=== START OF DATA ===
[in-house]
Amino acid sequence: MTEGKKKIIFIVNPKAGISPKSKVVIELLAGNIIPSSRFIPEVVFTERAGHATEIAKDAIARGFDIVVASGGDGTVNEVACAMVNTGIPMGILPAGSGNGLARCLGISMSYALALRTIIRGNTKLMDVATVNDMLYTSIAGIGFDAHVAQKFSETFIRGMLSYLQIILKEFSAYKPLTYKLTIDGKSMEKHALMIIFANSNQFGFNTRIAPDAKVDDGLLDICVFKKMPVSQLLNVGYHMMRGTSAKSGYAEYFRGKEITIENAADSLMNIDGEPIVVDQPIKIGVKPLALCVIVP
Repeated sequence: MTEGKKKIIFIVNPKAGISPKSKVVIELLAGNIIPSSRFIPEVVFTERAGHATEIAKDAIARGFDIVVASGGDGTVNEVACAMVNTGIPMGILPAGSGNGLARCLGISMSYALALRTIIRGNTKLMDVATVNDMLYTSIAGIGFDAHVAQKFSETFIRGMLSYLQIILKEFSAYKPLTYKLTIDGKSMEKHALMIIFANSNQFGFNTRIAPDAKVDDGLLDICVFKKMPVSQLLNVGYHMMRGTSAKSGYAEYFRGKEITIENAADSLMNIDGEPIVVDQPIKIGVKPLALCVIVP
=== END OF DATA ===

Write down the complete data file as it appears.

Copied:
[in-house]
Amino acid sequence: MTEGKKKIIFIVNPKAGISPKSKVVIELLAGNIIPSSRFIPEVVFTERAGHATEIAKDAIARGFDIVVASGGDGTVNEVACAMVNTGIPMGILPAGSGNGLARCLGISMSYALALRTIIRGNTKLMDVATVNDMLYTSIAGIGFDAHVAQKFSETFIRGMLSYLQIILKEFSAYKPLTYKLTIDGKSMEKHALMIIFANSNQFGFNTRIAPDAKVDDGLLDICVFKKMPVSQLLNVGYHMMRGTSAKSGYAEYFRGKEITIENAADSLMNIDGEPIVVDQPIKIGVKPLALCVIVP
Repeated sequence: MTEGKKKIIFIVNPKAGISPKSKVVIELLAGNIIPSSRFIPEVVFTERAGHATEIAKDAIARGFDIVVASGGDGTVNEVACAMVNTGIPMGILPAGSGNGLARCLGISMSYALALRTIIRGNTKLMDVATVNDMLYTSIAGIGFDAHVAQKFSETFIRGMLSYLQIILKEFSAYKPLTYKLTIDGKSMEKHALMIIFANSNQFGFNTRIAPDAKVDDGLLDICVFKKMPVSQLLNVGYHMMRGTSAKSGYAEYFRGKEITIENAADSLMNIDGEPIVVDQPIKIGVKPLALCVIVP